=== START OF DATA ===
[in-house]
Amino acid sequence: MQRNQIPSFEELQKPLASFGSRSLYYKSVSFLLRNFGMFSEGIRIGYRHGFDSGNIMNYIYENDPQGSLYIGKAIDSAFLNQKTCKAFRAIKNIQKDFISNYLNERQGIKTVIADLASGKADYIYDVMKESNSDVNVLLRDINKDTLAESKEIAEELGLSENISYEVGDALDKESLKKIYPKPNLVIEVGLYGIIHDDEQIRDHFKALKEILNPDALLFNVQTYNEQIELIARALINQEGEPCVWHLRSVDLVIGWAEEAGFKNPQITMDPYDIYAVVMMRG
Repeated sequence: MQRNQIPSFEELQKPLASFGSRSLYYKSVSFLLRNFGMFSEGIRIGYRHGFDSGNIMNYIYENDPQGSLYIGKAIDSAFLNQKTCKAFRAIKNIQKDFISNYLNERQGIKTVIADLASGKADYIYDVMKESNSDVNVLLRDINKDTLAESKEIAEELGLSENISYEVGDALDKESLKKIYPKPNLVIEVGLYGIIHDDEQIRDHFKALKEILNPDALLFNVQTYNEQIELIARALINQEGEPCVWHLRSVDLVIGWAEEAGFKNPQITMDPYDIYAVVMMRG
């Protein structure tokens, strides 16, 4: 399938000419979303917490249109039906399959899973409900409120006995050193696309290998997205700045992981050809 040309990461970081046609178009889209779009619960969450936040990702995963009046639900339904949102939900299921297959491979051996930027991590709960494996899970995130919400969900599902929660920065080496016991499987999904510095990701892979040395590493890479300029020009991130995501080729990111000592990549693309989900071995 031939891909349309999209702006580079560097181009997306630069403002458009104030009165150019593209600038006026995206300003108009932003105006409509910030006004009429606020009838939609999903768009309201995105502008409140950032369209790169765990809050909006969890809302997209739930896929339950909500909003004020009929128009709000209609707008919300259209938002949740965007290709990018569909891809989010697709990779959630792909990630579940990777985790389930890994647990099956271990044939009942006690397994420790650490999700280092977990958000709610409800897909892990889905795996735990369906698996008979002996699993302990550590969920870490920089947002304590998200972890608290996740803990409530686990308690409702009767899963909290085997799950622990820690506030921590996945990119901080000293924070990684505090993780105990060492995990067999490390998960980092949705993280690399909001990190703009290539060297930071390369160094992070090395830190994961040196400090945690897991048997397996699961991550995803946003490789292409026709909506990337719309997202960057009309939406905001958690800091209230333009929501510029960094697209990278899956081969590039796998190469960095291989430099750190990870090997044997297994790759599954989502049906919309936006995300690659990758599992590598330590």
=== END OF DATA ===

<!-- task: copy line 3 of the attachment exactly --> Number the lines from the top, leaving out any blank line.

Repeated sequence: MQRNQIPSFEELQKPLASFGSRSLYYKSVSFLLRNFGMFSEGIRIGYRHGFDSGNIMNYIYENDPQGSLYIGKAIDSAFLNQKTCKAFRAIKNIQKDFISNYLNERQGIKTVIADLASGKADYIYDVMKESNSDVNVLLRDINKDTLAESKEIAEELGLSENISYEVGDALDKESLKKIYPKPNLVIEVGLYGIIHDDEQIRDHFKALKEILNPDALLFNVQTYNEQIELIARALINQEGEPCVWHLRSVDLVIGWAEEAGFKNPQITMDPYDIYAVVMMRG